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B.C.’s New Boutique Heli Operation Takes Fight

6th July 2016 | Krista Crabtree, OnTheSnow Ski Test Director

News Regions: British Columbia, Canada

Helilight Painting - ©Tripp Schoff Photography

Helilight Painting with a headlamp in front of White Wilderness' AStar helicopter.

Copyright: Tripp Schoff Photography

There’s a pulse-quickening excitement as the rotors spin and the pilot palms the cyclic and the collective, causing the helicopter to lift vertically. The Canadian log home lodge, quaint guest cabins and Jacuzzi miniaturize below. The Skeena river is the morning commute of choice for the White Wilderness Heli Skiing pilot until he banks a turn and gains altitude, taking a group of giddy skiers up into British Columbia’s Coast Mountains.

Photo Gallery: White Wilderness Heli Skiing


When the AStar touches down on a peak, the skids sink deep into the snow until they settle. The guide trudges around the nose of the heli to the cage that houses Elan’s new powder-loving Ripstick skis while the guests step out into the snow, crouching below the rotors. The heli defies gravity, disappearing off the mountainside. It’s a sight and rush of energy that skiers and snowboarders will never tire of—and that’s before the skiing. The pilot, a skier himself, enjoys watching the group leave serpentine tracks in the powder. As one of B.C.’s newest helicopter skiing operations, White Wilderness has a legit entourage, including the three men profiled here, who contributed their vision and talent toward creating a unique experience.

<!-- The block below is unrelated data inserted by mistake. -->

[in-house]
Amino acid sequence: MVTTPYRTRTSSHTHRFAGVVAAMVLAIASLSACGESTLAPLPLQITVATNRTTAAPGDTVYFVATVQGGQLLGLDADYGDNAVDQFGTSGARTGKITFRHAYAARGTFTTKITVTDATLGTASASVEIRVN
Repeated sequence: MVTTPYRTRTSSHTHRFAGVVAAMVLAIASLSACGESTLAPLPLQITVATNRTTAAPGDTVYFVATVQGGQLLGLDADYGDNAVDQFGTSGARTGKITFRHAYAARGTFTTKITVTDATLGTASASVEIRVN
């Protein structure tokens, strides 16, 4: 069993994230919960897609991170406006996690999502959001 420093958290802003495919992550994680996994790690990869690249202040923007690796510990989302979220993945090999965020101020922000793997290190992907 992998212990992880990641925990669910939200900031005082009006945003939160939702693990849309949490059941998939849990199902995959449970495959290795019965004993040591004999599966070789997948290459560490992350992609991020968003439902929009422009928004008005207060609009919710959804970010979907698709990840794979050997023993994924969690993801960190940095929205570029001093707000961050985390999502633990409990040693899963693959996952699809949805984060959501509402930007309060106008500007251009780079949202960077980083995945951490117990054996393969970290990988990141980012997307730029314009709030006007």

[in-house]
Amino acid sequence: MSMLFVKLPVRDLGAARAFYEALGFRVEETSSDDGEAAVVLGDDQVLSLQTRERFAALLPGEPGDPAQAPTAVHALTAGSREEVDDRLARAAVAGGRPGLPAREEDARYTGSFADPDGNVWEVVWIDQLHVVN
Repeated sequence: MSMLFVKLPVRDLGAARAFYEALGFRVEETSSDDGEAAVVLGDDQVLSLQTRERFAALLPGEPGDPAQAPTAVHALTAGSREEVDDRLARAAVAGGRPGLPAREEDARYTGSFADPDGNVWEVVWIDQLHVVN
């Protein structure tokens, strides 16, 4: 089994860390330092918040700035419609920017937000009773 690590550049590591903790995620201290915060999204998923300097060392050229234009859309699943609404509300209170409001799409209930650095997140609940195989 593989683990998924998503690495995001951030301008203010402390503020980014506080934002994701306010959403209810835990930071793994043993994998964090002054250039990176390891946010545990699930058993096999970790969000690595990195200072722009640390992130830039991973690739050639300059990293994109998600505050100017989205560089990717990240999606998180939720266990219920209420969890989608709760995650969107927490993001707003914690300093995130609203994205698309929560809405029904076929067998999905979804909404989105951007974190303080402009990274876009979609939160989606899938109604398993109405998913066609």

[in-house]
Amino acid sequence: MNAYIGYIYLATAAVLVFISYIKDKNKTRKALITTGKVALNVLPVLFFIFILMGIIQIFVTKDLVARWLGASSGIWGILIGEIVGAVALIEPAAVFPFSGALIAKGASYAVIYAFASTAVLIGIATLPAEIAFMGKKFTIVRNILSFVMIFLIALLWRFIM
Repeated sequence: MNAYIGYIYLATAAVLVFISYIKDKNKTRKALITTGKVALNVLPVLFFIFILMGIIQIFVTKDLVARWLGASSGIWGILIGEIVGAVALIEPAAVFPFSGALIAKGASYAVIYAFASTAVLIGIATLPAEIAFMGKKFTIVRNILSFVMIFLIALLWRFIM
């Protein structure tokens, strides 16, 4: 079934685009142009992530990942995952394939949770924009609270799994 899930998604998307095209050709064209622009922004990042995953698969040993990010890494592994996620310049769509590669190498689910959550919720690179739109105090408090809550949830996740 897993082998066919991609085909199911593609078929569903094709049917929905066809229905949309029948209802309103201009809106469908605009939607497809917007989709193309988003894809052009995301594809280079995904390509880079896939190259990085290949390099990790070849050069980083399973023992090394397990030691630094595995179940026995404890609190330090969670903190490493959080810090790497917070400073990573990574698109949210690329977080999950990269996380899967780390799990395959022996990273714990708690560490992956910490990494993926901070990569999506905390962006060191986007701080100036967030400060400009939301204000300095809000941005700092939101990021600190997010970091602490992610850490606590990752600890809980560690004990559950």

Marcel Schneider, White Wilderness Heli Skiing Founder

White Wilderness owner, Marcel Schneider, stands in front of the fishing lodge he renovated. Schneider's operation runs heli fishing trips in the summer and heli skiing in the winter. - ©Kyle Hamilton Photography

White Wilderness owner, Marcel Schneider, stands in front of the fishing lodge he renovated. Schneider's operation runs heli fishing trips in the summer and heli skiing in the winter.